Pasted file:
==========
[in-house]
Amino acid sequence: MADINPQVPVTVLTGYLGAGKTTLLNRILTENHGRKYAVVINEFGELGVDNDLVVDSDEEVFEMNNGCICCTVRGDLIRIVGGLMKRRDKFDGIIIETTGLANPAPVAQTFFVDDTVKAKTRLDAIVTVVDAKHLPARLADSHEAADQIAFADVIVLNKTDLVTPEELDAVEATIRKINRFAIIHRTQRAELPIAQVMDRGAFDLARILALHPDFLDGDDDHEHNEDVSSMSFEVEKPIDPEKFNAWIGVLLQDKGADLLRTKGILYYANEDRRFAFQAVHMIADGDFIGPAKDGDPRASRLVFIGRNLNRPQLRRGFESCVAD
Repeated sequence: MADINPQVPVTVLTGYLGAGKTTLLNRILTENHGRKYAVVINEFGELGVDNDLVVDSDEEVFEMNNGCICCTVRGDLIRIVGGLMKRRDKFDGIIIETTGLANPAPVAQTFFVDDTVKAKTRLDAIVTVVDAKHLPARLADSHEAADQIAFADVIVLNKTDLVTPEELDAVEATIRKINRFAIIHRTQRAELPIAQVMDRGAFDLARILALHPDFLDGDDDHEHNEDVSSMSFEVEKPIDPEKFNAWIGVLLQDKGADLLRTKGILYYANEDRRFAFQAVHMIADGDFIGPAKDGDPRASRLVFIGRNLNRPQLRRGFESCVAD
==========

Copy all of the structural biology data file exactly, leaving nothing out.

[in-house]
Amino acid sequence: MADINPQVPVTVLTGYLGAGKTTLLNRILTENHGRKYAVVINEFGELGVDNDLVVDSDEEVFEMNNGCICCTVRGDLIRIVGGLMKRRDKFDGIIIETTGLANPAPVAQTFFVDDTVKAKTRLDAIVTVVDAKHLPARLADSHEAADQIAFADVIVLNKTDLVTPEELDAVEATIRKINRFAIIHRTQRAELPIAQVMDRGAFDLARILALHPDFLDGDDDHEHNEDVSSMSFEVEKPIDPEKFNAWIGVLLQDKGADLLRTKGILYYANEDRRFAFQAVHMIADGDFIGPAKDGDPRASRLVFIGRNLNRPQLRRGFESCVAD
Repeated sequence: MADINPQVPVTVLTGYLGAGKTTLLNRILTENHGRKYAVVINEFGELGVDNDLVVDSDEEVFEMNNGCICCTVRGDLIRIVGGLMKRRDKFDGIIIETTGLANPAPVAQTFFVDDTVKAKTRLDAIVTVVDAKHLPARLADSHEAADQIAFADVIVLNKTDLVTPEELDAVEATIRKINRFAIIHRTQRAELPIAQVMDRGAFDLARILALHPDFLDGDDDHEHNEDVSSMSFEVEKPIDPEKFNAWIGVLLQDKGADLLRTKGILYYANEDRRFAFQAVHMIADGDFIGPAKDGDPRASRLVFIGRNLNRPQLRRGFESCVAD